12. As I said above, the problem fans are finding with him is that the subtly of his character is lost in favor of bombarding the viewer with who Oberyn is. That's how you know he's a wild card. Because the writers are slapping the viewers in the face with just how wild and different the new face is. He might as well have worn cards as his sigil and a sign that says "I am a wild card." The show is not good with subtlety. It's the same with Renly and Loras. They take the one aspect of their characters they need, overload it, and usually forgo all other aspects. Oberyn is the same in the books, he's just more subtle and reserved (as in, not obviously there to threaten the Lannister.) How do you reconcile his wedding talk with Cersei and Tywin in episode two with his later chat with Cersei? Honest question, because it really makes no sense to me. Plus, his brothel talk with Tywin (another straight disregard with who Tywin from the books is) seems to suggest he believes Tywin about not giving Gregor the order, yet when he fights Gregor he shouts "who gave you the order?" and points directly at Tywin. He still blames Tywin, which makes that brothel scene... well, filler. As far as the sex goes, I think the showrunners made it very clear that they wanted Oberyn as a sex character first, and everything else secondary. Their quotes before season four make that clear. I saw no insult there. Visually speaking, Oberyn is a "much more interesting character" because again, the showrunners do not do subtle. He did not mean scene-by-scene everything was in the books, he meant the persona was there, in a much more subtle way that didn't necessarily need to attack the reader to convey. There is a reason the character has achieved that level of popularity in the books even though not being so abrasive and obvious in the show. I don't doubt your reading abilities but to say it's not there is a disservice to the way these characters are written.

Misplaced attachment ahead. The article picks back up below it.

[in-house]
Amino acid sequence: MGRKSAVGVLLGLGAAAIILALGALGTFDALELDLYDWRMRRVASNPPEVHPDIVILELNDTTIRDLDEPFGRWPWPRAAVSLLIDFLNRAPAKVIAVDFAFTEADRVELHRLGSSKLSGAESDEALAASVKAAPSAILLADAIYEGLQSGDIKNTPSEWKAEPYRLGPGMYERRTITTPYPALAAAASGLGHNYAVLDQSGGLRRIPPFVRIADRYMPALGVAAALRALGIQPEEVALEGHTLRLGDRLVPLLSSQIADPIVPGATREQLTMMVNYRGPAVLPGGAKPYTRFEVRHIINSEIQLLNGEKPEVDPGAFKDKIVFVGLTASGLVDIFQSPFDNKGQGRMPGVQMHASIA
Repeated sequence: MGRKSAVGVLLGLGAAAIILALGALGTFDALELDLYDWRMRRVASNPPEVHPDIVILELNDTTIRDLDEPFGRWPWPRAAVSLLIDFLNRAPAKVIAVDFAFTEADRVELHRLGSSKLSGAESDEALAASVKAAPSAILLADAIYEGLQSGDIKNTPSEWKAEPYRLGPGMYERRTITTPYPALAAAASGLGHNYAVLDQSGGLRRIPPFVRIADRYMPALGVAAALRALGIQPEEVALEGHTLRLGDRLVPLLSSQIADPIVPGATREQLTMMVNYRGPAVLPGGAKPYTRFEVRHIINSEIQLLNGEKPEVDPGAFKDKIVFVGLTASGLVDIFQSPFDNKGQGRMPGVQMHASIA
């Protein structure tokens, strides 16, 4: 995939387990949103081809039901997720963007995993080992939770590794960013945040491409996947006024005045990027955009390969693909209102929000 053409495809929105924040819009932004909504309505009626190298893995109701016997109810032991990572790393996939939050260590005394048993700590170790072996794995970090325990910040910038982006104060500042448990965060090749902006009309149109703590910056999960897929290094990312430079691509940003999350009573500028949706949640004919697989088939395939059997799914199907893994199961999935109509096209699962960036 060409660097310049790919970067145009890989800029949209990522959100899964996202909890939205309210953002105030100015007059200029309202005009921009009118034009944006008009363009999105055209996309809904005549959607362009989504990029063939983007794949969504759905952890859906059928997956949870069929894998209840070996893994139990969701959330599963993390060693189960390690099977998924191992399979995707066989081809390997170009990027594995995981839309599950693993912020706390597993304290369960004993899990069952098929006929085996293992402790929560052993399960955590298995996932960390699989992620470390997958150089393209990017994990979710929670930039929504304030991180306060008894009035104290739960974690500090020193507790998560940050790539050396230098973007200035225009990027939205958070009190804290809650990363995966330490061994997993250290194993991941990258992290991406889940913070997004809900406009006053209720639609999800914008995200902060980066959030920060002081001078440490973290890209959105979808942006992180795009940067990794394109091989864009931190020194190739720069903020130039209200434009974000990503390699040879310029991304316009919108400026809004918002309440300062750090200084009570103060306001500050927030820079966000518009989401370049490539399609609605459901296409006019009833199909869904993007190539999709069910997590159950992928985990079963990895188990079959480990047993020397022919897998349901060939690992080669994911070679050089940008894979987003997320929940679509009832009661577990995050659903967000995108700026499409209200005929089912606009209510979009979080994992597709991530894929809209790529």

13. I am most positive the problem with showOberyn is that in the books he is honestly not that big of a character. I think fans have built him up to be more than the book gave. He was there for the trial and trial by combat, but really didn't do much else. The show, running with the fan hype, wanted to make him "big" character... but what the hell was he supposed to do? What things did they know about Oberyn besides the two trials? hmm.... it's HBO so.... SEX!!! FUCKING! ORGIES! SEX SEX SEXY SEX!! BONER BONER UTERUS FALLOPIAN!!! If there's one criticism of the show that no one can dispute it's that there is too much superfluous sex, no matter the character, no matter the context. I did enjoy Oberyn on screen, but to say they turned him up to 11 is an understatement. They bombarded us in the face with Oberyn's "spear" before actually showing us his fight. I suppose it would have been a little bit of a spoiler showing him fighting before hand but there were much better ways to give Oberyn screen time.